His company has expanded since, largely due to it taking innovative measures and tapping into the newest technology.

“Some of the innovation we’ve had over the years would be finding ways to reduce errors in specimen collection,” says Boykin, a graduate of Columbus State who received his MBA from Auburn University and began his career as a medical laboratory specialist with the U.S. Air Force.

On the Grow

With nearly 650 employees in Columbus and the recent addition of a 106,000-square-foot facility, Path-Tec has grown considerably since it first opened as a local entrepreneur’s vision.

“Over 70% of errors in reporting results occur during the collection and transport phase of a process. So, we’ve found ways to assist laboratories in eliminating those errors. “We’ve also put together technology and solutions to help laboratories keep up with all the inventory that’s sitting all over the country, trying to understand the quantity and the expiration date on these kits.”

Now with nearly 650 employees in Columbus and the recent addition of a 106,000-square-foot facility, Path-Tec has grown considerably since it first opened as a local entrepreneur’s vision.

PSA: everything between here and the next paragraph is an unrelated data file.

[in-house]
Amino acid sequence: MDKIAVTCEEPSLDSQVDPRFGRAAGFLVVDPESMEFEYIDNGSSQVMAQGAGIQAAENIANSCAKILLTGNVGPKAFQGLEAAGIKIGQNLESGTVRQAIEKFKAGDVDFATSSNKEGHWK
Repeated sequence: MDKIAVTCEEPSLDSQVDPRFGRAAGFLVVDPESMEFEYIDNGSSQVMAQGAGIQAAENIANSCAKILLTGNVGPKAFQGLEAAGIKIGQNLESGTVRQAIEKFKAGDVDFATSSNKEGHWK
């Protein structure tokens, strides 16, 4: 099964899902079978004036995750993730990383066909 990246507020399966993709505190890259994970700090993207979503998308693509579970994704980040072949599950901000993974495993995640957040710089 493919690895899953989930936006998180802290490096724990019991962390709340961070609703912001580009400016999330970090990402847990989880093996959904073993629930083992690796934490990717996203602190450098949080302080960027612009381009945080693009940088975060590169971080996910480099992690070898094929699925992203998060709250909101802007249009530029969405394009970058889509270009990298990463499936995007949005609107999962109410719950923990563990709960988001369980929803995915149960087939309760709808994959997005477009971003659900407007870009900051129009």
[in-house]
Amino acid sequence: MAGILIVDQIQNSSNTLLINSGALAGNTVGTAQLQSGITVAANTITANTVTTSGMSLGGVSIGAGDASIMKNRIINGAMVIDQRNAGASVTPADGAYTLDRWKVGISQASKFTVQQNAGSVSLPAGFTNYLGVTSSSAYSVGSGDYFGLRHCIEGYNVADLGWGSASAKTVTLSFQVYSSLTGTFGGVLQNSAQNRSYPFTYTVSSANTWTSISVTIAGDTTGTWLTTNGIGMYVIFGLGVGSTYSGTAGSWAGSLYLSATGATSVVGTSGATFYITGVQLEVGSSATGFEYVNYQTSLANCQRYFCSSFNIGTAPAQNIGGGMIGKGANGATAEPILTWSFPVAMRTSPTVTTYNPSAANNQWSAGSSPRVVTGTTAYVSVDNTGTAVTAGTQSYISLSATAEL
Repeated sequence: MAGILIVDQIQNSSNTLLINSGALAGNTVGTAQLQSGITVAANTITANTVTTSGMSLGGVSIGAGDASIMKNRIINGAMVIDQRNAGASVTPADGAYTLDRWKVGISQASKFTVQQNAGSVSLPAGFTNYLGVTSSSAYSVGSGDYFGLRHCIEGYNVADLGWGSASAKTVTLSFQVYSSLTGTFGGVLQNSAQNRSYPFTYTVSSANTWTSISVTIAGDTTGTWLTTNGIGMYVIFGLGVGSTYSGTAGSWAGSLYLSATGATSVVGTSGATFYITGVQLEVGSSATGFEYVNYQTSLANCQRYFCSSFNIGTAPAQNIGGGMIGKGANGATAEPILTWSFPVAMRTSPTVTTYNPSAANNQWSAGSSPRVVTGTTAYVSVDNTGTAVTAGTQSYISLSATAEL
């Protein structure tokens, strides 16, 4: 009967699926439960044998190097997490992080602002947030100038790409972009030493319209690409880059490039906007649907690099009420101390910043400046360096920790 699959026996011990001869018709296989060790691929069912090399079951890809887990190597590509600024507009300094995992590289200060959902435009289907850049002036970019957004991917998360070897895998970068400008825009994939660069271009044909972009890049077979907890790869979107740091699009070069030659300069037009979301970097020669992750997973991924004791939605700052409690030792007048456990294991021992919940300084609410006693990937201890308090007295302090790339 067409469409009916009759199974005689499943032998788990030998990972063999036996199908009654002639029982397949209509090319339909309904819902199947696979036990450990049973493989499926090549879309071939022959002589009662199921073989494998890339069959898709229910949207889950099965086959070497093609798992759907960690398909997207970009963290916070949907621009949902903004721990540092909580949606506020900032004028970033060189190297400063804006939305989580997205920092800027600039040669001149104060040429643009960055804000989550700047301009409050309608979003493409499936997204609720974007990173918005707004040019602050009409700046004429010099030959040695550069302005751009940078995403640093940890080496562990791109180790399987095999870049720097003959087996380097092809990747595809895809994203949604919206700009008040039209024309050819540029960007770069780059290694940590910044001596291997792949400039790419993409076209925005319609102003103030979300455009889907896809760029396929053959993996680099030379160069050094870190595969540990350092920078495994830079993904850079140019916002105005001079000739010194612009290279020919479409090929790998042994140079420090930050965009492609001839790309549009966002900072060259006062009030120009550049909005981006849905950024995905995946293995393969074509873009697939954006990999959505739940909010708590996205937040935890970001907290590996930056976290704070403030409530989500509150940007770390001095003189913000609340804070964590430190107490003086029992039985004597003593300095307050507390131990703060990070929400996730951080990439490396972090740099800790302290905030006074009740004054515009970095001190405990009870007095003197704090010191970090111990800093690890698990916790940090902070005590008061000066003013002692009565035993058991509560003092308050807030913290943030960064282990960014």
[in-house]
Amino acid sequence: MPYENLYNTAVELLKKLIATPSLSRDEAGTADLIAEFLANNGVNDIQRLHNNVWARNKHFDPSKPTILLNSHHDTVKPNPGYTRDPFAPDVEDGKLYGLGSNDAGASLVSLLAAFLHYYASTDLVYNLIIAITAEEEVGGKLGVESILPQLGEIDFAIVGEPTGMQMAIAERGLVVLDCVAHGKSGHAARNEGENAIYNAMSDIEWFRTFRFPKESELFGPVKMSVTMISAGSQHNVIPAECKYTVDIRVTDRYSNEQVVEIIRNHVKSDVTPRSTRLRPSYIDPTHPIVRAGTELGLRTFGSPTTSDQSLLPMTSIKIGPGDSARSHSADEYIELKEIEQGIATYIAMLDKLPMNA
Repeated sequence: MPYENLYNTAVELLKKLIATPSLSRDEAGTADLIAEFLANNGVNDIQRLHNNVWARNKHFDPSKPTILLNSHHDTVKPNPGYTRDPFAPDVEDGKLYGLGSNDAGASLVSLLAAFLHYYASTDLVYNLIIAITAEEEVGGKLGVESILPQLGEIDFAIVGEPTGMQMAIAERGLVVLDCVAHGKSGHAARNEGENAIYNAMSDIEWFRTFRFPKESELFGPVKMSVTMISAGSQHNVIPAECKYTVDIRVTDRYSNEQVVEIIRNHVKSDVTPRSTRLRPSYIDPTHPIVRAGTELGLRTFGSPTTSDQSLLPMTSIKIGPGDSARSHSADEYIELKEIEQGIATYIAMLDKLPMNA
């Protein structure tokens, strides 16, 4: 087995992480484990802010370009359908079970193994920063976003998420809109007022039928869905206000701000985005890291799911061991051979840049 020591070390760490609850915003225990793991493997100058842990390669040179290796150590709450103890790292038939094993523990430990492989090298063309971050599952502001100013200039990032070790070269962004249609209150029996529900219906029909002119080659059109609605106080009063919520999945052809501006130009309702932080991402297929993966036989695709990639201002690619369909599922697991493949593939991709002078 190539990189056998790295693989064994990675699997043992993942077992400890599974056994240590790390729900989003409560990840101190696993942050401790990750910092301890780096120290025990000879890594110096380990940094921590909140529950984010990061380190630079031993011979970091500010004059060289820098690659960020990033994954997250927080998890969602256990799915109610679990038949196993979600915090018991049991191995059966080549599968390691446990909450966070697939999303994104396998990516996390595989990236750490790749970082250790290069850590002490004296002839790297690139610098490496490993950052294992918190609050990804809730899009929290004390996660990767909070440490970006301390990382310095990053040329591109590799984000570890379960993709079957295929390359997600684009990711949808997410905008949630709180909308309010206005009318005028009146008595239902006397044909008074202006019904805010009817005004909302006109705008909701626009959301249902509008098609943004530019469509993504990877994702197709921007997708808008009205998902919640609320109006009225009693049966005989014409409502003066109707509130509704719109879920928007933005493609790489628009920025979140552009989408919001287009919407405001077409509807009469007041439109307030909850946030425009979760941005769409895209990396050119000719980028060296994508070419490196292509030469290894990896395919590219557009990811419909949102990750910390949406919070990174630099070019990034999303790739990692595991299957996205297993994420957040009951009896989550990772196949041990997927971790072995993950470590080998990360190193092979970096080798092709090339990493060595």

Boykin adds that the City of Columbus, the Greater Columbus Georgia Chamber of Commerce and other partners have provided tremendous support through the years. “Columbus is getting better and better at supporting small business growth here,” he says. “It’s an exciting time to start a business.”

Synovus: A Success Story

From a humble beginning in 1888, Synovus finds itself in 2023 with $57 billion in assets and 260 branches in five states.

“We have a large presence today in markets like Atlanta and Birmingham, but we continue to be headquartered in Columbus,” says Alison Dowe, Synovus executive vice president, chief communications and corporate responsibility officer. “I live in Columbus and so does a portion of our corporate team, including Synovus President/CEO Kevin Blair.”

Dowe says innovation in serving customers has always been a key aspect of the Synovus mission, from its very beginnings. The bank started in 1888 when a woman tore the hem of her dress while working on a machine at a mill along the Chattahoochee River, and out came her life savings that she had sewn into her dress. She thought the dress was the safest place to keep her money.

One of the mill executives saw the incident and offered to store all her savings in the locked mill safe, and she agreed. Soon afterward, the mill offered that safety option to all employees, and this was the beginning of Synovus.

“That was the first example of innovative ideas in our history, and that concept of people-centric service is core to how we treat our clients today,” Dowe says. “We were also one of the first to issue automated bank cards for customers, and we launched Columbus-based TSYS from the bank, which became a leading global payments company.”

As for quality of life in Columbus, Dowe says it’s a great place to be. “Columbus has nice local restaurants, a fun riverfront and a re-energized downtown area, and it’s a city where you don’t spend hours a day commuting in your car,” she says. “We at Synovus owe much of our success to Columbus, so the bank always gives back to our communities. That has been a huge part of who we are.”